If I thought Pickles was a riot in the small hours, this was like trying to sleep at an Iron Maiden gig! In the morning, the nice manners of the day before were long gone and he was absolutely furious; despite his bad leg, he could climb like a monkey and quickly learned to leap from the basin onto my head! I had to shut him in the shower cubicle while I cleaned out his bed, for fear of losing too many appendages. I was already considering turning him into slippers or a draught excluder, but decided that, for now, a visit to the vet for tick-removal and an overhaul would have to do. I kept him in Tam's travelling cage in the garage for a few more days, and then decided that I could put it off no longer - Pickles was about to have a new friend! With her being so sweet-natured, I was concerned that he would be too spiteful as he'd shown me no quarter this far, but I needn't have worried. She fluffed herself to twice her normal size, and used the most appalling Anglo-Saxon that I'd ever heard! This was also the first time I'd seen the weasel's war-dance, and us humans laughed until we hurt. Tam was positively aghast, and Pye ignored everyone and stalked off to toy with the local shrews.
An uneasy truce was worked out, but the new boy (who was now known as 'Branston') was still sleeping in the cat box in the run, and Pickles remained the undisputed ruler of the meter box. Having learned about the pitfalls of a jill's fertility cycle, it wasn't long before she was whisked off to the vet, leaving His Nibs free to move house. Pickles' operation went well, and the nurses at the practice really fell in love with her. "I didn't know that ferrets were so sweet", one of them said when we came to take her home. "You should meet the other one", I replied, absently rubbing my fingers! Back at home, after a day in the warm bathroom, 'Modom' was transferred to Tam's travelling cage, in the garage. She was soon back on her feet - I was working on one of the bikes when I heard a crash. I turned to see Pickles happily trashing a parsley plant on the windowsill, after finding a gap that was just large enough to squeeze out of! Thankfully, the vet pronounced her nicely healed, so she was ready to go back 'home'. Back in the run, lots of sniffing and a bit of dancing around eventually gave way to companionship.
Despite his previously poor condition, Branston had managed to pick up and was turning into a handsome big chap. He still had the wonky tooth and pronounced limp, but was otherwise on fine form; this was helped by my discovery of Ferret Complete and, with winter by now on the way, the pair of them grew glorious thick pelts, almost overnight. In fact, I'm sure I heard a sound like 'plumph' one day, and there they were! Nigel had to go away for a couple of weeks in December, so I decided that it was time for a new home for the 'woozles', and kept myself out of mischief by making a luxury two-storey hutch, complete with en-suite facilities. The pair moved in without hesitation (although Pickles has always preferred using the space underneath the hutch as her toilet, to my annoyance!). They did well over the cold spell, their diet supplemented with a raw egg between them twice a week, and 'woozle sticks' (aka Felix Rascal's Reward) as treats at every opportunity.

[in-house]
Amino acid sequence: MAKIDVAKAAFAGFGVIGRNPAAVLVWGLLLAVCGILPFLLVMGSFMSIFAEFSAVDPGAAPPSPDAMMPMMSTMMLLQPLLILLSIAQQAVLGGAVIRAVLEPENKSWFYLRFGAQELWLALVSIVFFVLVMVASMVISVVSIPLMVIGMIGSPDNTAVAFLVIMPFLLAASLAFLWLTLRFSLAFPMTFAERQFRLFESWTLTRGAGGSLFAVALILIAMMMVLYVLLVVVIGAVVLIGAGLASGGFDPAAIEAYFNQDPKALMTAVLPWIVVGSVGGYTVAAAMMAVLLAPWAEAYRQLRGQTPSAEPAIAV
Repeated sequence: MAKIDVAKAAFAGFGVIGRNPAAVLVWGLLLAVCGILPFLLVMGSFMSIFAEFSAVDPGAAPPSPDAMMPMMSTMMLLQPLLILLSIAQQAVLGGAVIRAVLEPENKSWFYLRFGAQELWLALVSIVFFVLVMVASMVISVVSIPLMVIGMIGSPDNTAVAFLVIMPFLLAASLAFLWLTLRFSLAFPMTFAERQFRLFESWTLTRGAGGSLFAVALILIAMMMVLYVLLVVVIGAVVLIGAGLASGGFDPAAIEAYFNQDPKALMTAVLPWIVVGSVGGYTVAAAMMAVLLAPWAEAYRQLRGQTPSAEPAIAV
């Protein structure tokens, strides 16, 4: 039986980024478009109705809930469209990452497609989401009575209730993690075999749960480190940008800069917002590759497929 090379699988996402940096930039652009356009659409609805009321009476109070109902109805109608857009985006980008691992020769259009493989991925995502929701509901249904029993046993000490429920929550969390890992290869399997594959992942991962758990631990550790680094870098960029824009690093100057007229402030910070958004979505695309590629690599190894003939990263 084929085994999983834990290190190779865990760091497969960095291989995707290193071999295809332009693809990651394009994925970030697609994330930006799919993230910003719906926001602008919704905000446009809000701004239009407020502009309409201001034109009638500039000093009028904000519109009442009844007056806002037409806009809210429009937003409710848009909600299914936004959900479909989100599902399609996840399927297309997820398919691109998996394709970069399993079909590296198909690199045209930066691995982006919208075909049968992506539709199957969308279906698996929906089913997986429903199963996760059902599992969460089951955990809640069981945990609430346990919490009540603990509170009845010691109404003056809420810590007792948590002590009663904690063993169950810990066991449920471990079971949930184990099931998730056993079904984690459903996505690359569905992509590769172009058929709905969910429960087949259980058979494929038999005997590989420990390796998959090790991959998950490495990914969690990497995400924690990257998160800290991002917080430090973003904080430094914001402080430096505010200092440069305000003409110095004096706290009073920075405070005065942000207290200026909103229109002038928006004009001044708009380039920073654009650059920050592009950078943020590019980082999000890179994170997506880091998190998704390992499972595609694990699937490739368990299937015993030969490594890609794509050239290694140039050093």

Despite all the spoiling and fuss, and a subtle blend of psychology and extreme violence, Branston was still a complete and utter evil git, always in search of the nearest available piece of skin. He was also claustrophobic! We'd put odd ends of surplus drainage pipe in the run, linked with bends, and Pickles loved to run through them. Not Branston. He'd go in only far enough to grab Pickles' stash of munchables, then back out quickly. Had he been stuck down a bunny hole while out working, and been abandoned? His loss of contact with humans hadn't helped his temper, but spring was on its way, and so was a visit to Mr Vet! Although Pickles is usually the one to play rough, Bran's insistence on dragging her round by the face was making her look a little world-weary and dishevelled. Time for the 'kindest cut'!
I'll never forget picking him up after work that day. We went into the recovery room, where we were hit by the overpowering smell of hot hob - the hormones were going down with all guns blazing! There, amongst all the cages of cats and dogs, was our reprobate, snoring happily in his Vetbed 'jim-jams' tube, looking almost sweet and completely oblivious to his surroundings. "How many people did he bite?" I asked, warily. "Oh, no-one, he was as good as gold" replied the nurse. Grrrr! Back home, following a couple of days' R&R, he was reunited with his main squeeze. I eagerly awaited signs of improvement, although not without a pair of leather gloves within reach. He's certainly better than he was, but will still regularly show you his teeth, and delights in turning a telling-off session into a game (unless it involves Mr Poo Scoop, which will make him go quiet for a minute or so!).
Not knowing their ages, it's difficult to tell how long we'll be enjoying their company. Bran can sometimes look quite old, and has been caught dozing 'on the front porch', ie head and front paws out of the hutch doorway, on a few occasions. When he's playing, however, he's nearly a match for his more boisterous partner, and now that we've included some transparent and translucent pipe sections into their 'plumbing', he's more willing to chase her through them. Pickles is still a total sweetie, and loves to climb over me and whuffle in my ears, or roll over so that I can tickle her fat little tummy! One or both of them are always waiting for me to come and see them in the morning, and get incredibly excited when they see the packet of 'woozle sticks' (cupboard love, eh?).
The only adventure we've all had recently was taking them out for a walkabout in our field. Bran took to the harness quite well (even if it's a green velvet cat one that belonged to Pye, now no longer with us), convincing me again that he once had to work for his keep. He was quite happy until he caught the scent of something, possibly our local wild rat, and then he was off! I managed to pull him out from under the shed, where he'd disappeared like a flash, but not before he'd wriggled half out of the harness. Pickles didn't like the bondage gear one bit, but she's had a supervised wander 'au naturelle' - until she made a bee-line for the woodpile! They both enjoyed their excursion, although Branston got a bit over-excited and was being Flat Eric for a while afterwards. They may yet get proper harnesses for Christmas, depending on Pickles being persuaded that it's A Good Thing.
Once our house is finished, they'll be moving into a new run in the back garden, next to the garage where there's both more sun and more shelter from the wind. I know one thing that will come with them from their old home - Tam! As a typically obsessive Collie, he's usually to be found either watching 'television' or waiting for someone to come and turn it on for him. And he really loves it when there's a good action movie showing…